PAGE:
More Choices for Your Needs

Today's farrier never has had a greater horseshoe selection

Farriers continue to use horseshoes for the same reasons they have for hundreds of years — to protect the hoof, provide additional traction, improve performance and to correct gait faults or alleviate conformational issues.

The reasons for shoeing remain the same, but the choice of materials, types and styles available on the market is greater than ever.

There are still farriers who can build shoes from bar stock that are real works of art — better, actually, as they are also fully functional. There always will be a place for these craftsmen and their skills. But there’s also a reason that more of the very best of these masters at the forge and anvil use manufactured shoes as a big part of their everyday shoeing. It simply makes sense.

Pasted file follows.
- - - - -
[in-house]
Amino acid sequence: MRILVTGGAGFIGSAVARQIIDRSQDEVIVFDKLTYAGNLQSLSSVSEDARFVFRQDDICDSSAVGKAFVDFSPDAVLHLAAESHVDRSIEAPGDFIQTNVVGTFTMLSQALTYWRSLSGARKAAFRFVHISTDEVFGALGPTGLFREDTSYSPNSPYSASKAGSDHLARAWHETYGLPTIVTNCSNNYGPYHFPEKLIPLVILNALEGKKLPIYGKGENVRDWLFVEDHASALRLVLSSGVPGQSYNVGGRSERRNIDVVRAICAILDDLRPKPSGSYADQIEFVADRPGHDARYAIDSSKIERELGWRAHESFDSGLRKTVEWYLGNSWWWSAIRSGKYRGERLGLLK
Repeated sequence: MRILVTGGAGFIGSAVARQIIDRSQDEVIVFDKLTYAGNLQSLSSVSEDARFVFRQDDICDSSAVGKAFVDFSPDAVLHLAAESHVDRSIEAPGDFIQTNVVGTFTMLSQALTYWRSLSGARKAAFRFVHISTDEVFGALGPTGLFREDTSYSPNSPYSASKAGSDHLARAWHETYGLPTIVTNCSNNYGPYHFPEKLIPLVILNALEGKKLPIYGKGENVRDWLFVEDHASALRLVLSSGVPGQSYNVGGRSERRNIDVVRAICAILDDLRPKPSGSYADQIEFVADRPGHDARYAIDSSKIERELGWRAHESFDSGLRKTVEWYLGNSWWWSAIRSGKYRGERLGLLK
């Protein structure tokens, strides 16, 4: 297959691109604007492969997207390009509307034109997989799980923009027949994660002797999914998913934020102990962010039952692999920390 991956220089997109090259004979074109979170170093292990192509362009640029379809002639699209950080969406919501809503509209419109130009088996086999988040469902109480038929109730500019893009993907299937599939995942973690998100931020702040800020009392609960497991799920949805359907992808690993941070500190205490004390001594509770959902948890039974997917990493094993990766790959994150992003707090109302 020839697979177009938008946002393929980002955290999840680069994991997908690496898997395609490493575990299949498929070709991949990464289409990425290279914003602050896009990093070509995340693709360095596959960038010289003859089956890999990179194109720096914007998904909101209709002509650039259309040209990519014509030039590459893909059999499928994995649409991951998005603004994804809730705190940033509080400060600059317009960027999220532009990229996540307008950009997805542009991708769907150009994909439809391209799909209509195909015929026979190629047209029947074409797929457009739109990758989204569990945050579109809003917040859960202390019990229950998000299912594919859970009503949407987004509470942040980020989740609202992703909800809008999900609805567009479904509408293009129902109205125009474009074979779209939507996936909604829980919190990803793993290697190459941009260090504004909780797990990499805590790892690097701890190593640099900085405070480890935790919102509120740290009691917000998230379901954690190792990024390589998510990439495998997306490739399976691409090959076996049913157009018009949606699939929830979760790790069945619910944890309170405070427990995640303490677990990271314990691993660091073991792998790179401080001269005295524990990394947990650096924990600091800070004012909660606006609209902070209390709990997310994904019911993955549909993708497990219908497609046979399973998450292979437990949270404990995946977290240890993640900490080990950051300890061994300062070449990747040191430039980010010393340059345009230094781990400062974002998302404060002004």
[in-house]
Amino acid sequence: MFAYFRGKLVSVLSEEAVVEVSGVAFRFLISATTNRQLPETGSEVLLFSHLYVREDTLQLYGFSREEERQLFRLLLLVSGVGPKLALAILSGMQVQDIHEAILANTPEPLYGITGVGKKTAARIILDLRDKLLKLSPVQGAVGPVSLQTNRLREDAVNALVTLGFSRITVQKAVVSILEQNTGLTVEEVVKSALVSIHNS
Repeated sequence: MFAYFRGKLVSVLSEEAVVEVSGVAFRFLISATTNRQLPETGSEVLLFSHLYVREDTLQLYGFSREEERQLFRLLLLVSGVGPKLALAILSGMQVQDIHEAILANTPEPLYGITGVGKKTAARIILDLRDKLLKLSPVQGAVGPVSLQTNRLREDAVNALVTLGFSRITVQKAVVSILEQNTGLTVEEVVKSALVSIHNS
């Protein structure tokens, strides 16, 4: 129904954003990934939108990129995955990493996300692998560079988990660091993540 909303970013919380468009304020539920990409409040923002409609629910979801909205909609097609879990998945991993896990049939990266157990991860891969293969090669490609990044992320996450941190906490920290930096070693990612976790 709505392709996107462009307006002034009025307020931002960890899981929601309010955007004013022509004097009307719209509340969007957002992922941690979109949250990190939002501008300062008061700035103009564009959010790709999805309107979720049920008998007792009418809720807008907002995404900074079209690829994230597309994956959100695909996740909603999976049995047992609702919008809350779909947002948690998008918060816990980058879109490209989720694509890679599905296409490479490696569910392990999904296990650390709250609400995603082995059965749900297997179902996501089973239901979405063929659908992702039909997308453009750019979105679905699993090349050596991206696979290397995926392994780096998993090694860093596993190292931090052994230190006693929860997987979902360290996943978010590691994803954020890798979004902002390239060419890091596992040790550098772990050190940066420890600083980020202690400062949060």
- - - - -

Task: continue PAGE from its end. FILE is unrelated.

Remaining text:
Modern manufactured horseshoes are available in a variety of materials, in any style where there is a sufficient demand, are of excellent quality and are economically viable.


Before we get into shoes for specific disciplines, let’s back off a little and take a look at the market from a little distance. We’ll start with what horseshoes are made from, then move on to general purposes and designs.

Steel shoes. The vast majority of horseshoes are still made of steel. There are a number of reasons. Steel shoes have a long history of successful use. Gerard Laverty, the retired farrier instructor at Kwantlen Polytechnic University in British Columbia, notes that shoeing horses with steel is a discipline that has been highly…

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